Details
SRIHADI SOEDARSONO
(Indonesian, B. 1931)
Baris Dance - The Warriors
signed and dated 'Srihadi S 96' (upper right); signed and dated again, and titled 'Baris Dance - The Warriors' (on the reverse)
oil on canvas
150 x 200 cm. (59 1/16 x 78 3/4 in.)
Painted in 1996
Literature
Jean Cocteau, Srihadi Soedarsono: The Path of the Soul, Lontar, Jakarta, Indonesia, 2003 (illustrated, p. iii)

Lot Essay

Hailed as one of the most significant living modern Indonesian painter, Srihadi Soedarsono's art is an expression of the spirit of modernism. As his career parallels the history of modern Indonesia, it is also important to remember how the culture and history of Java has shaped his works and outlook in life. Hence even as he is acknowledged as one of the most representative abstract Indonesian artist, we see in his career a bridge between tradition and modernity, between figuration and abstraction.

Some of Srihadi's most well-known productions are undoubtedly his dancer paintings. In a way, Srihadi's dancers are akin to the Edgar Degas' dancers for the profound and unceasing inspiration both artists find in the world of dance and dancers. For them, dance is an entry into another cosmos, where the physical and the spiritual unite.

The present lot, Baris Dance - The Warriors, hails from a sub-series of Srihadi's famous dance paintings. In its essence, the Baris dance is a Balinese warrior dance, which glorifies the manhood of the triumphant Balinese warrior. These warriors were linked to their regencies and were famous for selflessly defending their king and homeland. The word baris means line or file, referring to the lines of warriors that served the kings of the regencies in Bali. The short spear used to be the weapon of choice of the warriors but today, the dancer may bear a kris, a spear, a bow, or other weapons, depending on the variant performed. A good Baris dancer must undergo rigorous training to obtain the skill and flexibility that typifies the chivalrous elegance of the dance.

Baris Dance - The Warriors is one of the most accomplished of his warrior paintings. As Jean Couteau the art critic had noted, 'Srihadi takes the idea of movement to its extreme, by freezing a moment or moments in a dance performance.' In the present lot, the two warriors are immortalized in nearly identical poses, their left arms raised courageously with their spears - streaks of white impasto, discernible but barely so, trailing behind them. Their facial expression is one of absolute concentration and speaks of immovable resolve, and is set in contrast to the vibrating bodily movement characteristic of the dance. It is a painting powerful and bold in its depiction of the warriors and yet executed with such confidence and consummate grace that only a painter who has totally mastered his craft, and who has spent considerable time and effort immersing into the spirit and physical manifestation of the dance can muster.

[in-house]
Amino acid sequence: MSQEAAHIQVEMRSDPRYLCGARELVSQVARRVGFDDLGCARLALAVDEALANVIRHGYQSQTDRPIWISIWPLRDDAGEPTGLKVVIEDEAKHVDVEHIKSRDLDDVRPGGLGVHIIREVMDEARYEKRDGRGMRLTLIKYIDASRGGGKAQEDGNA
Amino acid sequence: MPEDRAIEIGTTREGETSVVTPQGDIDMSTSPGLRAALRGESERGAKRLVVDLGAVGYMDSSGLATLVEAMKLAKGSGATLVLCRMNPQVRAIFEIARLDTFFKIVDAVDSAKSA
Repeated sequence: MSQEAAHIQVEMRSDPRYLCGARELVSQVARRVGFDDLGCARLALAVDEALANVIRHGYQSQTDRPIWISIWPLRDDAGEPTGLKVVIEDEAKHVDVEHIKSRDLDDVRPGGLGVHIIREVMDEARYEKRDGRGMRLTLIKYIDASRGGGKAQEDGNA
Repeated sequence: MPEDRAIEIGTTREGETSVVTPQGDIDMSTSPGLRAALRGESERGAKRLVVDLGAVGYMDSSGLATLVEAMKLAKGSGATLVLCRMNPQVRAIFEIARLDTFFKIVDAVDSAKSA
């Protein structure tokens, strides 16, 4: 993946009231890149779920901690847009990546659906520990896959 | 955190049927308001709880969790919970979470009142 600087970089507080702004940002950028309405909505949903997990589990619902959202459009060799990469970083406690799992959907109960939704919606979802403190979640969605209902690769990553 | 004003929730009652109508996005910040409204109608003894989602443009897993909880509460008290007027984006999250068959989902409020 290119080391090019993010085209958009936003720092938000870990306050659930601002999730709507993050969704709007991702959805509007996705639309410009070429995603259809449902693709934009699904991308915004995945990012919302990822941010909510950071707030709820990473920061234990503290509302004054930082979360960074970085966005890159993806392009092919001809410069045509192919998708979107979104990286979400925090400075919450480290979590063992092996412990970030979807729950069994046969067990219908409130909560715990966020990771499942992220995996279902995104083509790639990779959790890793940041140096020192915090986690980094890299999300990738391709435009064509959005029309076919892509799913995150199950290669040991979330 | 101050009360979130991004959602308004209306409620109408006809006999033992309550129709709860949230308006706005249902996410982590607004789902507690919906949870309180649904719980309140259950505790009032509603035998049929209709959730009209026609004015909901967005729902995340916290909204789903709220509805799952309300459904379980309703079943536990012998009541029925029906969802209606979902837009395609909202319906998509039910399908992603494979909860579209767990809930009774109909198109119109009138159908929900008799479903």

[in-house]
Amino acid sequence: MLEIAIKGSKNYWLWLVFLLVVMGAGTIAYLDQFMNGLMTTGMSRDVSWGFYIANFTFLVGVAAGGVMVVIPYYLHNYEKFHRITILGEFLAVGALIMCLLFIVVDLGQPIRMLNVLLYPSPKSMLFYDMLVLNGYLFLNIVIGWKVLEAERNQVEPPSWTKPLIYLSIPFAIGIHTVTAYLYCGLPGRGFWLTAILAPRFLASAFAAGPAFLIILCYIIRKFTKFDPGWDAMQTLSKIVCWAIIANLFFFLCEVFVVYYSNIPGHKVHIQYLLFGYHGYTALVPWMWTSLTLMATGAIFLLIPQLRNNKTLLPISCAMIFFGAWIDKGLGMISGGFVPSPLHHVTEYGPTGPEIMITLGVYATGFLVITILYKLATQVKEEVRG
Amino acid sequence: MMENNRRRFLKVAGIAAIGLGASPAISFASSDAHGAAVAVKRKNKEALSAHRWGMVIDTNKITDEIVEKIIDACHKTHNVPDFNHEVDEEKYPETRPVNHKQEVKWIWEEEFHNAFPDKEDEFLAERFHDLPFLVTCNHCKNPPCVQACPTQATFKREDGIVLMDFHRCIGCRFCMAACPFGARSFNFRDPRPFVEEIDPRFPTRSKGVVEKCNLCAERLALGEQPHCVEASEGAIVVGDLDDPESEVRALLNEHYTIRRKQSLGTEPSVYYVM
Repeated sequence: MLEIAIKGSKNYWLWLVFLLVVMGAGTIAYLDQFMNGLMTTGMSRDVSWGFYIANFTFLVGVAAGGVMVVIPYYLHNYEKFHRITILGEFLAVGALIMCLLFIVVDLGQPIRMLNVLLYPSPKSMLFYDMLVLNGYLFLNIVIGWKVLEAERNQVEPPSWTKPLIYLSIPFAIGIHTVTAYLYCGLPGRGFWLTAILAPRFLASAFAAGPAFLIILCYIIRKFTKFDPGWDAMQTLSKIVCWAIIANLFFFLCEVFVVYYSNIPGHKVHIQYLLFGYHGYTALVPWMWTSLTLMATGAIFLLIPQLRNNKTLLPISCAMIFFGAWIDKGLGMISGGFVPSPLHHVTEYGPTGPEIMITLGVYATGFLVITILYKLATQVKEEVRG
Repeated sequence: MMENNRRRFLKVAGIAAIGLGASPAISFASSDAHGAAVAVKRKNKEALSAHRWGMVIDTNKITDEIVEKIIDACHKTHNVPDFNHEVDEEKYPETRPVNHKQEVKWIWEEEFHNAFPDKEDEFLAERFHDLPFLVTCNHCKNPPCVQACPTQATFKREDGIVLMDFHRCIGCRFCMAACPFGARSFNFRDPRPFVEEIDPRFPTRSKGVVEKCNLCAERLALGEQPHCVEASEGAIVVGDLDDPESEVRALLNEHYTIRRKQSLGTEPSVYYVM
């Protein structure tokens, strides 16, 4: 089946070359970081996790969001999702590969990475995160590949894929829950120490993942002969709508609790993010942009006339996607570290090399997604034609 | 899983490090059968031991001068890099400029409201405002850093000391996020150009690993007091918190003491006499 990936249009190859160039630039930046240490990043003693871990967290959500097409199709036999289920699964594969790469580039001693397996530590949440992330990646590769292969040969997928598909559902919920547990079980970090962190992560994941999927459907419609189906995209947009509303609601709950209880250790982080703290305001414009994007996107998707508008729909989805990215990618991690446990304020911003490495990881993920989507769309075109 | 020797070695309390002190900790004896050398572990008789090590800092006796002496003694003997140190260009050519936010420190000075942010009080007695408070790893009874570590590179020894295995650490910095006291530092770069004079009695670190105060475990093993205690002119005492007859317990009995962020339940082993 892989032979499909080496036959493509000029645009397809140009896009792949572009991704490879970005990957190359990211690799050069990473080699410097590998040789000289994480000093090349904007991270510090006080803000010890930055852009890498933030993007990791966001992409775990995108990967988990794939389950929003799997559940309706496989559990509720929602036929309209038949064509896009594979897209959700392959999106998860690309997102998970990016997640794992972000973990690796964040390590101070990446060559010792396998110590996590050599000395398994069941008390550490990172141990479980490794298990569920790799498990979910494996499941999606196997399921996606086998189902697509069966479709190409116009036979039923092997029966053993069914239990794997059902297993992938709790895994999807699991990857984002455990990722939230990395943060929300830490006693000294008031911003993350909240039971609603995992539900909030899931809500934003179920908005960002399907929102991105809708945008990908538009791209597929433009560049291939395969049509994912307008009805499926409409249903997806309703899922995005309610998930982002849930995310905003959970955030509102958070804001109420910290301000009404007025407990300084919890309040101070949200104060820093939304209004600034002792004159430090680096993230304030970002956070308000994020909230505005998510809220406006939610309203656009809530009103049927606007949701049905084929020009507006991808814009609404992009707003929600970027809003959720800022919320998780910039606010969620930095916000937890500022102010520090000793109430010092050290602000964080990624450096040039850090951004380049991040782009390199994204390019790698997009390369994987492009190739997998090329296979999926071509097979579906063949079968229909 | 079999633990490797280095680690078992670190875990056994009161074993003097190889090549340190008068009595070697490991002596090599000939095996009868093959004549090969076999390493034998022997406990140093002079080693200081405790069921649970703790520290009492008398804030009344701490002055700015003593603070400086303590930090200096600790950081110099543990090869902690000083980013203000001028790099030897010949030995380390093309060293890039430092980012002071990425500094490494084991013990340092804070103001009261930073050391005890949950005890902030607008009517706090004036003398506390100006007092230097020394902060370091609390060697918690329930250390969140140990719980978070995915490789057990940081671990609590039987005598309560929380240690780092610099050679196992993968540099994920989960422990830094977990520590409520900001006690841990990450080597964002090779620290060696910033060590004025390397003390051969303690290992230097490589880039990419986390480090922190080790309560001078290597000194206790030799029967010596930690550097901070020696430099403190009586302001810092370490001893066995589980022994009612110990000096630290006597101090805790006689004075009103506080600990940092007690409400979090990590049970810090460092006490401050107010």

The regalia and dress of the two dancers mirror each other, and the entire composition reveals a calculated placement of impasto, colours and forms. What is most characteristic and bold in the artist's execution is the so-called white on white composition, attempted sparingly by Srihadi in this work and one other warrior painting, Warriors (1992), which is smaller in size and complexity of composition. To be more precise, in many of the white on white works, the white impasto is overlaid on a layer of white and grey paint. Painting in this manner allows Srihadi to dramatise the pictorial ground, emphasizing the sense of dynamic movement.

Perhaps the most distinct character of Srihadi as painter is the diverse and extremely developed way he employs colours in his works. Baris Dance - The Warriors uses a very limited palette of white, ochre, red and black. Though apparently unremarkable, the choice of colours in fact reflects the deep-seated Javanese cultural identity of the artist. Five years before executing this painting, Srihadi had completed an unusual abstract work, Alif Lam Mim: Allah the Omniscient (1991), which represented the first three letters of the Koran, but with a significant layer of symbolism achieved through the colour palette. Srihadi himself explained that '[t]he repetition of these three letters in different colours are also symbols of the four basic colours in ancient Javanese thought - white, red, black and ochre - and the associated traits of man. White symbolizes purity, patience and generosity and negatively, passivity, weakness and pessimism. Red symbolizes energy, will, and courage, but also anger, aggressiveness, and rapacity. Black represents strength, steadfastness, and consistency but negatively, laziness and dissipation. Yellow represents hope, joy, and optimism, but also jealousy, indifference, and arrogance.'

Baris Dance - The Warriors offers what can be described as a panoramic span of human life, showing the realities of the material world through the dancers but also a part of what is transcendental - the gestures and feelings that are so much a part of human psyche but which is hard to immortalise on paper. In Srihadi's world of dancers, the individual dancers are not identified as particular individuals but each one of them symbolizes the very essence of poise and concentration.
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